Sunday, May 24, 2009

Review - "Last Summer at Mars Hill", "Solitude", and "Death and the Librarian"

"Last Summer at Mars Hill"
by Elizabeth Hand
1995 Nebula Winner for Best Novella

There's a psychic colony in Maine where would be psychics go and spend a summer along the coast. Two of them bring their children along with them and these two are a woman dying of advanced breast cancer and a gay man dying of AIDS. Most people go for a good time but a few people who go can see beings of flickering light who appear briefly and vanish.

I can say some nice things about Hand's story. It's reasonably well plotted, the characters avoid the obvious cliches even when they touch on them, and she understands how to pace her central mystery. For some reason that I can't put my finger on her prose bored me. It wasn't anything that I could point to and say, "That's the problem!"; no long descriptive passages, no clunky grammar, no tin earred dialog. It's just that reading this story made my eyes glaze over. I am prepared to say that my inability to get into this story is completely my own problem.

Perhaps part of the issue I had was the viewpoint. The story is told mainly from the perspective of the children one of whom is angry with her dying mother and the other is accepting of his dying father. That's almost the entire sum of their characterization. I couldn't connect with them at all and the impact of that may have been masked by the rapidly shifting viewpoints.

The plot does move in a predictable fashion though in this case I think it's more fair to call it inevitable. The peices are all there and obvious to anyone who has read a bit of SF and the story is more about the characters dealing with death.

Despite my own problems with reading "Last Summer at Mars Hill" I can't say it was a bad story. It someone was looking for a bit of light modern fantasy then they might enjoy it.

by Ursula K. Le Guin
1995 Nebula Winner for Best Novelette

I've got some mixed feelings about "Solitude". On one hand it's a perfect example of why Le Guin is considered to be a good writer. On the other I suspect this is an attempt to lull me into a false sense of security and the next Le Guin story I read is going to be so terrible that it makes my eyes bleed.

In "Solitude" an anthropologist wants to study a lost colony of humanity that has developed a culture of isolation. As an adult this anthropologist cannot get anyone from the colony to communicate with her but she has a clever plan. She brings her two children along since any culture must pass on its values to children.

Le Guin draws on personal experience for this story since her parents were anthropologists who took her along into the field. I'm not sure how much of the story is drawn from her life but the whole thing feels very natural. In general I've found that when Le Guin sticks to anthropology she does a much better job of telling stories and that's the case here.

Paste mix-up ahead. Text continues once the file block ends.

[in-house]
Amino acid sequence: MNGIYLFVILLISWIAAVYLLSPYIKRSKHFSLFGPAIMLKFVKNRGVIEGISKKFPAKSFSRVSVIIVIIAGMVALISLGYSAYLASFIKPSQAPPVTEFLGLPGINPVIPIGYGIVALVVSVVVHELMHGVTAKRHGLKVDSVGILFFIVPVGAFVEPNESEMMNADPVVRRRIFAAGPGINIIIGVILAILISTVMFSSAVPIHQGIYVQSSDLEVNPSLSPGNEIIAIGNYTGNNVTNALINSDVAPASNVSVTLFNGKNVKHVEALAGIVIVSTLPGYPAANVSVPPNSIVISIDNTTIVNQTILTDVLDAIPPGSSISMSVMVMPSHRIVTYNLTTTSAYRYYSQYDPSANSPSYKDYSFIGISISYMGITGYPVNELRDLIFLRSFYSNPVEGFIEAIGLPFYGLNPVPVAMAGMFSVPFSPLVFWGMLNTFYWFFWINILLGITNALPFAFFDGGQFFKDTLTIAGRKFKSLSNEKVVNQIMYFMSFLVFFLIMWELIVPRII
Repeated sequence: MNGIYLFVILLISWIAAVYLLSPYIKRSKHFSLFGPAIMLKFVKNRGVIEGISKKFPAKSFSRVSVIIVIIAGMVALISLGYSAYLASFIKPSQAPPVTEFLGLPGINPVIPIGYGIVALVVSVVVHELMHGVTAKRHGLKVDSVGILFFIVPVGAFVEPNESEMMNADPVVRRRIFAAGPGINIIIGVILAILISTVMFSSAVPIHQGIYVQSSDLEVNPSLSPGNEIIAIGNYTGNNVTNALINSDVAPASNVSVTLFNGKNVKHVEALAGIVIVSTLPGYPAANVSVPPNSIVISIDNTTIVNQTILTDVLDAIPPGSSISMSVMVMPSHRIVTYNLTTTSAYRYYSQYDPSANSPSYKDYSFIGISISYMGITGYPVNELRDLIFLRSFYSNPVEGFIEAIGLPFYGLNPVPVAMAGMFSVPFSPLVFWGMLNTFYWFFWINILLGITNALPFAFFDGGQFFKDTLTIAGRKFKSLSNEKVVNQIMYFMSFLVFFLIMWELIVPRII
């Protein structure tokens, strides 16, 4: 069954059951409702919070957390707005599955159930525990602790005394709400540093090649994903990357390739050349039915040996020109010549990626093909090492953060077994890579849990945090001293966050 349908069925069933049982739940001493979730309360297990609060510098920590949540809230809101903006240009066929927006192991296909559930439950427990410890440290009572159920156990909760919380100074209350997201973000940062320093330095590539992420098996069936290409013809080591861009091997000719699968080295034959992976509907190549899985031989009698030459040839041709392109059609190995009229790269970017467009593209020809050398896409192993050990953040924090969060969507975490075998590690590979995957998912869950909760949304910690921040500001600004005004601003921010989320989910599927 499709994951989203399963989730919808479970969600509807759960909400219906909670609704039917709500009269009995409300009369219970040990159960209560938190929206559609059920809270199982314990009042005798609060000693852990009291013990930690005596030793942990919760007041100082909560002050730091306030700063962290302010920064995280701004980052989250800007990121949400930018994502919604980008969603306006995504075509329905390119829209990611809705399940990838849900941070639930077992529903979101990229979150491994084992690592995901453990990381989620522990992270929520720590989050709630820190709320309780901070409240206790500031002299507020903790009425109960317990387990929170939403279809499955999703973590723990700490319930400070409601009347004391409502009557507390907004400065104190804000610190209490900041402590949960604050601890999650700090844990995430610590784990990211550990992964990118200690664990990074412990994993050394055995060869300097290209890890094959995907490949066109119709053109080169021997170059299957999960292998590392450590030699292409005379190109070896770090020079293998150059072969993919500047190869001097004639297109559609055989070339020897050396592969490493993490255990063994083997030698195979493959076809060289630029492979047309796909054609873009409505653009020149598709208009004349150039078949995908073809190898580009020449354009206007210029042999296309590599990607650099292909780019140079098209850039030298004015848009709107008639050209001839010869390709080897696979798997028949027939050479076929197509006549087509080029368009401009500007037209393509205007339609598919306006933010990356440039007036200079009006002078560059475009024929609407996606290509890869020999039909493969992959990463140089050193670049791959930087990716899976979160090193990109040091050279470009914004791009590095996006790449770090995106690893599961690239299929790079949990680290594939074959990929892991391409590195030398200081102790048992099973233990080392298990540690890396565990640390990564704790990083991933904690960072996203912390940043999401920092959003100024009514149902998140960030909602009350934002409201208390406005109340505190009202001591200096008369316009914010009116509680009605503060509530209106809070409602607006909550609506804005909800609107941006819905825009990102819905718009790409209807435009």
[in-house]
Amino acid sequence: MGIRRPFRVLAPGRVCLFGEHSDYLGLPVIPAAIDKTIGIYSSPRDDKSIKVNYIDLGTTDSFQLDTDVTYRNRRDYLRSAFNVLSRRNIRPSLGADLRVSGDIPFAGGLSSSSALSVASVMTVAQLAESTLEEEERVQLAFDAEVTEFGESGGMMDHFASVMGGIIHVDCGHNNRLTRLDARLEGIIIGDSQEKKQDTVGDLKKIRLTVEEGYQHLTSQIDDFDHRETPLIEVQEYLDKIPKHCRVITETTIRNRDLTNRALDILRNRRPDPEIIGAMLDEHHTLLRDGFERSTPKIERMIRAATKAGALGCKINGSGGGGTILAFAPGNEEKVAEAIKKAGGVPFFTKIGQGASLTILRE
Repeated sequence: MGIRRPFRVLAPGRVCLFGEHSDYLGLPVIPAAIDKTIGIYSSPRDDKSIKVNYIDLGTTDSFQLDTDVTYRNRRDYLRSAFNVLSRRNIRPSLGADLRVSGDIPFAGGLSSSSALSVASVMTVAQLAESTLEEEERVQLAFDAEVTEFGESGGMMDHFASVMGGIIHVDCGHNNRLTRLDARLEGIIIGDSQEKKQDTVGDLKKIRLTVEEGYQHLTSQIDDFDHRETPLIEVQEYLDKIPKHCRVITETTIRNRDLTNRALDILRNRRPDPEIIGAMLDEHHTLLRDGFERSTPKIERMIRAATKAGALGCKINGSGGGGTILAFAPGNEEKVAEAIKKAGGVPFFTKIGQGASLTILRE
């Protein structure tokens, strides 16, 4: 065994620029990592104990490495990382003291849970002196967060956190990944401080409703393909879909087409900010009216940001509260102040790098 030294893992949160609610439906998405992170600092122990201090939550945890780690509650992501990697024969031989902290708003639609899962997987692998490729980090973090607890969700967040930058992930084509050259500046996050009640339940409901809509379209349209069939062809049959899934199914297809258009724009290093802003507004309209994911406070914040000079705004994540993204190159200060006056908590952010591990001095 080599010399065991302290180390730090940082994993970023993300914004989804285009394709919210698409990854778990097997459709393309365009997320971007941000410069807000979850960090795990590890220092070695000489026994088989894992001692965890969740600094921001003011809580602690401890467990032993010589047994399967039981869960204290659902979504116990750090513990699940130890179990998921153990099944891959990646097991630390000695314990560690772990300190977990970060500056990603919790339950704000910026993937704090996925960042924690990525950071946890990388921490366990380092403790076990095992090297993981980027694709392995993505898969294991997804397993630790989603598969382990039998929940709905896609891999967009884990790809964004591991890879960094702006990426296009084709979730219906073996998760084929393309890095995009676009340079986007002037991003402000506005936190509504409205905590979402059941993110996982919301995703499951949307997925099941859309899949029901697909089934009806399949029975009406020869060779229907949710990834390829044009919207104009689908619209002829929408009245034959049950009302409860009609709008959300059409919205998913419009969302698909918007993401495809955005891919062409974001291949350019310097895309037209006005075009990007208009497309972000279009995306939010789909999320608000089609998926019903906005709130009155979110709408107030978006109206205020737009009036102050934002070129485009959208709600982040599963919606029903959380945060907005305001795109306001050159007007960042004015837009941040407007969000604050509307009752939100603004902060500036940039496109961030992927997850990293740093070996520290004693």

The real core of the story is a mother and daughter growing apart as the daughter is absorbed into another culture (I'm not spoiling anything there since it's clear what has happened from the start). This conflict is exceptionally well handled with the mother being unable to handle the social isolation and her daughter being grown into it. These are some characters who will inevitably hurt each other and the collision is fascinating to read about.

One problem with the story is that several plot points depend on the reader being familiar with the settings of her Hainish stories. Especially how they lack faster than light travel but have faster than light communications though there are other aspects where it helps to know the setting. As a result I could not recommend this as a story for someone completely new to Le Guin despite the fact that it touches on several of her major reoccurring themes. If you've read The Left Hand of Darkness or other books in the setting then this is a prime example of Le Guin doing what she does best.

"Death and the Librarian"
by Esther M. Friesner
1995 Nebula Winner for Best Short Story

Wrapping up the common themes of the week this is a story about a dying woman having a final conversation with the personification of death. Friesner doesn't really explore new ground with this theme though she does use it well.

The librarian in this case is a woman who made a few troubling choices (I can't really call them bad) early on in life and has spent decades trapped by them. Death this time is a constantly shifting form who wants to politely whisk people off to their final reward with as little fuss as possible.

The story is a slight bit of fluff; a tiny thing where not a lot happens beyond the librarian explaining her life to death and a revelation toward the end. As characters go they're okay but not really memorable. With such a common plot I needed something more special to make it stand out for me and for that reason I can't recommend hunting it down. Though if you find it someday as you're reading an anthology then you won't be disappointed if you read it.